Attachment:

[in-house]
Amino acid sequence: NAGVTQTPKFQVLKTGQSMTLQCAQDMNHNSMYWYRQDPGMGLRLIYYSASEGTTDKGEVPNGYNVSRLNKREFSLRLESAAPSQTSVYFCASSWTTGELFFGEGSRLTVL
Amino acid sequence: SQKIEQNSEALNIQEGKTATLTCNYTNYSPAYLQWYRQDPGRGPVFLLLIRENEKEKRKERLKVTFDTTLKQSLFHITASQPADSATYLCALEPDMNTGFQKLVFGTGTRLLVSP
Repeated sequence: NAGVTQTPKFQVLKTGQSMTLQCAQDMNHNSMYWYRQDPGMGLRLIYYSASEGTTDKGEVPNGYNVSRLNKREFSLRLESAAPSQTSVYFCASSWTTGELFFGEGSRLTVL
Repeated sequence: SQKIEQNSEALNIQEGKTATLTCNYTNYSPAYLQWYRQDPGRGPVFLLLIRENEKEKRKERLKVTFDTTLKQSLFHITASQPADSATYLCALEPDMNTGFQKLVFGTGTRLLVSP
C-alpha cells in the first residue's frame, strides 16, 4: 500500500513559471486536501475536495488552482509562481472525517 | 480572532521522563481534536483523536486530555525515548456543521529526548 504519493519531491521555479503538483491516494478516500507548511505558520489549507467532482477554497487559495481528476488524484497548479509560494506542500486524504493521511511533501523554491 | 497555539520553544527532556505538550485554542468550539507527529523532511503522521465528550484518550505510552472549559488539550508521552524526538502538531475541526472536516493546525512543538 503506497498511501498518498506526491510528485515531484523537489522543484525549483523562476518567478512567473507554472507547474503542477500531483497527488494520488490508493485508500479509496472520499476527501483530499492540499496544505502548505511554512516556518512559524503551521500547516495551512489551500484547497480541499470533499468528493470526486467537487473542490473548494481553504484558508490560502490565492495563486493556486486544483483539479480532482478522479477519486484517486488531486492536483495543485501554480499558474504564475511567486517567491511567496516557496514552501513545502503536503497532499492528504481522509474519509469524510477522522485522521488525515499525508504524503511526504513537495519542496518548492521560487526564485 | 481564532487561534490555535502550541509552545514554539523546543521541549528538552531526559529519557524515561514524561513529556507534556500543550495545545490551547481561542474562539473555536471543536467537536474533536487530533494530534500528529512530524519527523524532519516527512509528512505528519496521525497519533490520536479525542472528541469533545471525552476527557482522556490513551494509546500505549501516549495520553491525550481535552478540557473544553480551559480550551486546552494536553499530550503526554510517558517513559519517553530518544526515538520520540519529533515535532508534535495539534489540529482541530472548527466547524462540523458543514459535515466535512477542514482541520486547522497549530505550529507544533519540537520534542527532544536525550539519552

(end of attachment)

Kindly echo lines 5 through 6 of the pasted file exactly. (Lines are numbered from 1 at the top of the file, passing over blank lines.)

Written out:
Repeated sequence: SQKIEQNSEALNIQEGKTATLTCNYTNYSPAYLQWYRQDPGRGPVFLLLIRENEKEKRKERLKVTFDTTLKQSLFHITASQPADSATYLCALEPDMNTGFQKLVFGTGTRLLVSP
C-alpha cells in the first residue's frame, strides 16, 4: 500500500513559471486536501475536495488552482509562481472525517 | 480572532521522563481534536483523536486530555525515548456543521529526548 504519493519531491521555479503538483491516494478516500507548511505558520489549507467532482477554497487559495481528476488524484497548479509560494506542500486524504493521511511533501523554491 | 497555539520553544527532556505538550485554542468550539507527529523532511503522521465528550484518550505510552472549559488539550508521552524526538502538531475541526472536516493546525512543538 503506497498511501498518498506526491510528485515531484523537489522543484525549483523562476518567478512567473507554472507547474503542477500531483497527488494520488490508493485508500479509496472520499476527501483530499492540499496544505502548505511554512516556518512559524503551521500547516495551512489551500484547497480541499470533499468528493470526486467537487473542490473548494481553504484558508490560502490565492495563486493556486486544483483539479480532482478522479477519486484517486488531486492536483495543485501554480499558474504564475511567486517567491511567496516557496514552501513545502503536503497532499492528504481522509474519509469524510477522522485522521488525515499525508504524503511526504513537495519542496518548492521560487526564485 | 481564532487561534490555535502550541509552545514554539523546543521541549528538552531526559529519557524515561514524561513529556507534556500543550495545545490551547481561542474562539473555536471543536467537536474533536487530533494530534500528529512530524519527523524532519516527512509528512505528519496521525497519533490520536479525542472528541469533545471525552476527557482522556490513551494509546500505549501516549495520553491525550481535552478540557473544553480551559480550551486546552494536553499530550503526554510517558517513559519517553530518544526515538520520540519529533515535532508534535495539534489540529482541530472548527466547524462540523458543514459535515466535512477542514482541520486547522497549530505550529507544533519540537520534542527532544536525550539519552